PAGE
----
Recently in the Idaho Statesman, scribe Sven Berg gave a rosy image of the proposed downtown Boise sports stadium. The picture he painted: This project contains little to no public risk and there are “no red flags with Boise’s [financing] approach, which would rely on a mix of public and private money.”
Berg went through the various risks inherent in such a project. He showed how the current financing proposal allegedly mitigates those risks. Berg’s commentary relied on a city-commissioned economic analysis study, which is flawed because it fails to account for the new risks that the city’s proposed stadium creates and the danger they pose to Boise taxpayers.
First, the proposed facility may or may not generate the revenue backers say it will. Case in point: Look to Nampa’s Idaho Center, which is a perennial drain of local taxpayer funds. After the Idaho Stampede basketball team left the facility in 2005, and other event venues opened throughout the Treasure Valley, the Idaho Center has operated at a perpetual loss. Canyon County taxpayers are still in debt to the facility—to the tune of about $1.5 million annually.
Second, there is no guarantee the touted economic development around the sports stadium will occur. Yet, the revenue markers for this city-commissioned economic analysis rely on the increased economic activity this stadium would promote.
Again, Nampa offers a prime example of the danger of banking on said private development. I lived in Nampa for four years. Each week I drove the main thoroughfare through downtown and saw the vacant storefronts in Nampa’s library square—a testament to the failure of urban renewal dollars to promote the very economic development they are designed to enhance.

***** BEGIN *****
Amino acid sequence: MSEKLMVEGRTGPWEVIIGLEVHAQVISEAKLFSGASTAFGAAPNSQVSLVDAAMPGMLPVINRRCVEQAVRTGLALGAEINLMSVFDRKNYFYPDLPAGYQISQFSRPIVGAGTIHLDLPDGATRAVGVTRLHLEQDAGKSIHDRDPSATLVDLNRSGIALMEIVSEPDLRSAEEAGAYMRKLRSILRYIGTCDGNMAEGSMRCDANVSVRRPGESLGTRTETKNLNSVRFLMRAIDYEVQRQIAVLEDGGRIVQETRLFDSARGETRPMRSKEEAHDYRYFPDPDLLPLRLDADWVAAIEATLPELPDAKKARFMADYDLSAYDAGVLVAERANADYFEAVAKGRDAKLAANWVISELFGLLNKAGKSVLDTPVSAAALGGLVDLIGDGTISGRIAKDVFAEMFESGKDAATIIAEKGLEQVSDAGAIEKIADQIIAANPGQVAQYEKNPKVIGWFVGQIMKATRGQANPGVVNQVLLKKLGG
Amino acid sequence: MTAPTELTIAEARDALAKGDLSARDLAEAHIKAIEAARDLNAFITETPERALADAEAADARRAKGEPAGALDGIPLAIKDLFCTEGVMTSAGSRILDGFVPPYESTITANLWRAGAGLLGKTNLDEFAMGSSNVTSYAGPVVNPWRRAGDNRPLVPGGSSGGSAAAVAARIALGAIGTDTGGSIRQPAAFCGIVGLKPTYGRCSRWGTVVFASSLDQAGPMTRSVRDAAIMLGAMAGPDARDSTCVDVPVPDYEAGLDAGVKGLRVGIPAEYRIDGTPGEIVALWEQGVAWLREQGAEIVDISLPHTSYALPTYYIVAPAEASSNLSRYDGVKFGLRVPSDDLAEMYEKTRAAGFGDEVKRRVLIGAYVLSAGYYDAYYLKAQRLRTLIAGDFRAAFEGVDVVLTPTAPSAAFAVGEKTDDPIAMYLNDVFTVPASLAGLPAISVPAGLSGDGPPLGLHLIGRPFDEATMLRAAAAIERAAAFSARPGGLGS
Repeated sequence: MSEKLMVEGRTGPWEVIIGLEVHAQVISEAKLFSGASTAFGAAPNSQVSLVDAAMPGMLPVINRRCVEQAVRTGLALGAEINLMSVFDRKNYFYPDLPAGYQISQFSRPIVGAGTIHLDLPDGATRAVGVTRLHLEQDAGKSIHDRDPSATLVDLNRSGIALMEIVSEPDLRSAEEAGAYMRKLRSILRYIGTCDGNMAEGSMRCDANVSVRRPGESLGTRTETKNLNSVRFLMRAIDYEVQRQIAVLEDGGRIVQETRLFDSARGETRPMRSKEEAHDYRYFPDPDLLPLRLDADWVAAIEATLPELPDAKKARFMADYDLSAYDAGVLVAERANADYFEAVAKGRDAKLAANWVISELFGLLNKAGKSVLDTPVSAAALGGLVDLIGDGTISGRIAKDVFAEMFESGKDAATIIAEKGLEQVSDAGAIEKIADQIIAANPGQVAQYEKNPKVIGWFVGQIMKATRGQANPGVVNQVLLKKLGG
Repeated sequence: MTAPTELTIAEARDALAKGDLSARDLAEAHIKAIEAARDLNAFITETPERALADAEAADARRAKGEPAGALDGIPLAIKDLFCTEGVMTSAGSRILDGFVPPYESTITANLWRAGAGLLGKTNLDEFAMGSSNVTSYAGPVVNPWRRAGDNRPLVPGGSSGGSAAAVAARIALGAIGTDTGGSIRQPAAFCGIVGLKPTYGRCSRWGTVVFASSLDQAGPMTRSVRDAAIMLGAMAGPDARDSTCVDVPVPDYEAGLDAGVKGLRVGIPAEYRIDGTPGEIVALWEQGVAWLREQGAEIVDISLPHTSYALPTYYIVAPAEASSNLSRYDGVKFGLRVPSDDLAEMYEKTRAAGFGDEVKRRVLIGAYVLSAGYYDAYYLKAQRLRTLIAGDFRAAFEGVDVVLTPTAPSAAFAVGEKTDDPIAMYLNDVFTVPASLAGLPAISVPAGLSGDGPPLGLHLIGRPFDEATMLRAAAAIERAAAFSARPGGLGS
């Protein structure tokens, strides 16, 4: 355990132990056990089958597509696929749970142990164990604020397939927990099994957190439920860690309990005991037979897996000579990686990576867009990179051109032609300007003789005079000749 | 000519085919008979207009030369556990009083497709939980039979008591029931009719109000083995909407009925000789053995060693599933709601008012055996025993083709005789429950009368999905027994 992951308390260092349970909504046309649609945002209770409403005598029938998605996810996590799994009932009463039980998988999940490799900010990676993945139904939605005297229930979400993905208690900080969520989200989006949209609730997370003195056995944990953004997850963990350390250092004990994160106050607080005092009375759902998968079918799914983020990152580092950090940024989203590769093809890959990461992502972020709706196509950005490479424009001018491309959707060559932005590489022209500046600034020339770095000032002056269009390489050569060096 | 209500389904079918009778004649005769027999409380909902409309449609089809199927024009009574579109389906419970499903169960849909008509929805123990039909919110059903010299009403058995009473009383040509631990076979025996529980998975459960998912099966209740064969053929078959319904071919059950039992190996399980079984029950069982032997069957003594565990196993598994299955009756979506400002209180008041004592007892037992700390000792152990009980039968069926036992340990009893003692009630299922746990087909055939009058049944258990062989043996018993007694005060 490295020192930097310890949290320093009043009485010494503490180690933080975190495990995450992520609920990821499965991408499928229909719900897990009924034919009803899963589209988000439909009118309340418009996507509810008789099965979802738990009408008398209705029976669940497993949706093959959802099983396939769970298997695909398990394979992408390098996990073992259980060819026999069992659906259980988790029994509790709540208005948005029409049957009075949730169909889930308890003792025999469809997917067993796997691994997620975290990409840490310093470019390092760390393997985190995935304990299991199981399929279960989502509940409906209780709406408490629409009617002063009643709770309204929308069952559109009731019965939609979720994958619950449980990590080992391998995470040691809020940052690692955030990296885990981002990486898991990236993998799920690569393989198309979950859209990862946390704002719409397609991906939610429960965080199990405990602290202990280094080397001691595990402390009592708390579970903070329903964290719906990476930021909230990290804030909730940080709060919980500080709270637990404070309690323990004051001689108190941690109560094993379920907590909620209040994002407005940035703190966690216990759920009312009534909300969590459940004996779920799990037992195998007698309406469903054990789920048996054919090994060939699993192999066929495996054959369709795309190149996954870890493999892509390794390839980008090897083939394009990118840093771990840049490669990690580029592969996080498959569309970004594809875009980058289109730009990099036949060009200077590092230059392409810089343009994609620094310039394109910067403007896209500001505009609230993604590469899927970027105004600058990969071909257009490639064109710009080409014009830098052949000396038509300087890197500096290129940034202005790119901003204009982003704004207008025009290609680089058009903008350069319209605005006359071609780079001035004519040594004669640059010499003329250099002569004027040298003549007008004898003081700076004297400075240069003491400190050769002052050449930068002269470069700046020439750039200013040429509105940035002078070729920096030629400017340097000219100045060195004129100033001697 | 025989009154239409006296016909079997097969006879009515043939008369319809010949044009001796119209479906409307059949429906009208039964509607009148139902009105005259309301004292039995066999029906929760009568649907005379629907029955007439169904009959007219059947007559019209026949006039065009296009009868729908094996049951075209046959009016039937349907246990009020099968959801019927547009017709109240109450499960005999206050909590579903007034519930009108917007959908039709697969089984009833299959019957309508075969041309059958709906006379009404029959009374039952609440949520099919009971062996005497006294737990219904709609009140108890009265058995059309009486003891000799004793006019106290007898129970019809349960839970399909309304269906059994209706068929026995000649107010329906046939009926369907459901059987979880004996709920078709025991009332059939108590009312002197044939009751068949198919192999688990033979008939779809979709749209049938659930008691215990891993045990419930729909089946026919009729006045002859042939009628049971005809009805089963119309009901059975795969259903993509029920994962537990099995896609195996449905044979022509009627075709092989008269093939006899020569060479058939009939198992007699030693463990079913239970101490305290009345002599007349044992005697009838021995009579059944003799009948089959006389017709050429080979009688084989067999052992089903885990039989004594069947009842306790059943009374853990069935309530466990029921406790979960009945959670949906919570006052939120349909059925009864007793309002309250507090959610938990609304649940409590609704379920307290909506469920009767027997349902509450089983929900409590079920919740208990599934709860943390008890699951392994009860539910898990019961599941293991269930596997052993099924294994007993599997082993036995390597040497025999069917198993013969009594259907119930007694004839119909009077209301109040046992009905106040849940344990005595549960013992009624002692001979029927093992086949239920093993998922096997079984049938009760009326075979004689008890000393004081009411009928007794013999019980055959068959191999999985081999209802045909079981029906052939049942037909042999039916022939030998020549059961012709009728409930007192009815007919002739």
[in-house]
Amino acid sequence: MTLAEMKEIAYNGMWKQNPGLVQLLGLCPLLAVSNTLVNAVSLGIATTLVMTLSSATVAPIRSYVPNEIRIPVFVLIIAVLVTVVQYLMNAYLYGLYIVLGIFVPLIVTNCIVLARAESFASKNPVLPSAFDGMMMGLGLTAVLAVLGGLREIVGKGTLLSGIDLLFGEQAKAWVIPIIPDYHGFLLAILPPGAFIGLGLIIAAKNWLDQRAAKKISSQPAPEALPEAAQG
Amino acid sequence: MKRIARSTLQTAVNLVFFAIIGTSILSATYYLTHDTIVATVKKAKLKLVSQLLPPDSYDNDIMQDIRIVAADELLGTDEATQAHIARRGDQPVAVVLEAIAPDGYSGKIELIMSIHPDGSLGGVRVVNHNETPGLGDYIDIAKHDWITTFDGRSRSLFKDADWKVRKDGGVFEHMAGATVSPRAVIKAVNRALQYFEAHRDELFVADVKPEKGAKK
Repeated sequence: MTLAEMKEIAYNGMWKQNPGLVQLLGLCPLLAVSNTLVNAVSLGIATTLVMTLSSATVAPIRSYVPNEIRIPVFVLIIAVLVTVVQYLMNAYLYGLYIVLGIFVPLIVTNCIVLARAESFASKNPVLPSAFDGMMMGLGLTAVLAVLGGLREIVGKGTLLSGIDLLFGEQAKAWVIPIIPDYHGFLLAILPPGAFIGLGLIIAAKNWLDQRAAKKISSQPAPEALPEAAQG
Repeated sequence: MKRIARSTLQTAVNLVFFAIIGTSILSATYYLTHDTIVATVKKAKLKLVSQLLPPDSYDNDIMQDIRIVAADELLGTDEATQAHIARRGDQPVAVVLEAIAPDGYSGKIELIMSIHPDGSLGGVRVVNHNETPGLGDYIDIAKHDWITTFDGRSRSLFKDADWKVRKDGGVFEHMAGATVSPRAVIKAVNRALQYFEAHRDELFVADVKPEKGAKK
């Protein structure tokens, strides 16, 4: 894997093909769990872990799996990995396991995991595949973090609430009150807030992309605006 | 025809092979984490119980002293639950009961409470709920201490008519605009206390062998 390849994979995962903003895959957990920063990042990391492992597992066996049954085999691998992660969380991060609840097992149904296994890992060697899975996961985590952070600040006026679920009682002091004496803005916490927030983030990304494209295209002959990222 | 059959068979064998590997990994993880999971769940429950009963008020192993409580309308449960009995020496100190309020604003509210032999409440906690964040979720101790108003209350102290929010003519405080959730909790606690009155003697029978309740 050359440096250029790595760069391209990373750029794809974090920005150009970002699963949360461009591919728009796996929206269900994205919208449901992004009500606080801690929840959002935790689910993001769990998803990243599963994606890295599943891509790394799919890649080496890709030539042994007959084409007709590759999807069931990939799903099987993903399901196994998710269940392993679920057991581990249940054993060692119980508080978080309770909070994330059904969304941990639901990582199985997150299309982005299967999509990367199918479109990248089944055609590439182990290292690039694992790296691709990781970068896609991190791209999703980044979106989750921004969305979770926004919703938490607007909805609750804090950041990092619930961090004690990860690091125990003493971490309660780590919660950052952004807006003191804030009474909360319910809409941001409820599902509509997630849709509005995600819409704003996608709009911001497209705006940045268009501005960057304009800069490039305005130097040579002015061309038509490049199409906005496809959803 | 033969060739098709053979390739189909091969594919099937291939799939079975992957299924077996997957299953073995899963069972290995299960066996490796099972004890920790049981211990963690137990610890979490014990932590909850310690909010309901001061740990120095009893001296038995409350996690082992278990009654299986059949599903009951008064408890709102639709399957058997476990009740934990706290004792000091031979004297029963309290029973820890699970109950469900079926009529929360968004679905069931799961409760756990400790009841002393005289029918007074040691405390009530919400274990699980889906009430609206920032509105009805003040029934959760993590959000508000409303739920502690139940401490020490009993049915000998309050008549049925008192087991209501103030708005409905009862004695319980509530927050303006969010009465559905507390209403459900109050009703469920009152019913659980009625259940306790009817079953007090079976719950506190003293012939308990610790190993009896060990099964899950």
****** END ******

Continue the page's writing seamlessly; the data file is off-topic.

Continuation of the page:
As this example demonstrates, even if new facilities to house shops, eateries and breweries are built near the proposed stadium, it does not guarantee private parties will move in. Or stay.
Finally, the city-commissioned analysis fails to consider the effect that building a new entertainment facility would have on other entertainment venues—each dollar spent for a family’s entertainment at this new stadium likely means one less dollar spent at the local family Discovery Center, downtown restaurants, Albertson’s Stadium, or the Morrison Center for the Performing Arts. The city’s analysis can not be taken seriously when it omits basic analysis that any real business report would include.
Unfortunately, public officials are not the ones who have to pay for the project’s shortcomings. Future Boise taxpayers will face multi-million dollar debt payments, local businesses will compete with a government-subsidized out-of-state developer for the same customers, and local schools, fire departments, and many others will have their tax dollars diverted towards this facility for a generation.
City officials and other proponents of a taxpayer-financed stadium believe their proposal will be somehow different from every other taxpayer-supported stadium across the country. The failure rate of such is high and they have failed to boost local economies. But, so long as city officials desire the grand ribbon-cutting ceremony of a shiny new facility, they will ignore reality and push for projects such as this.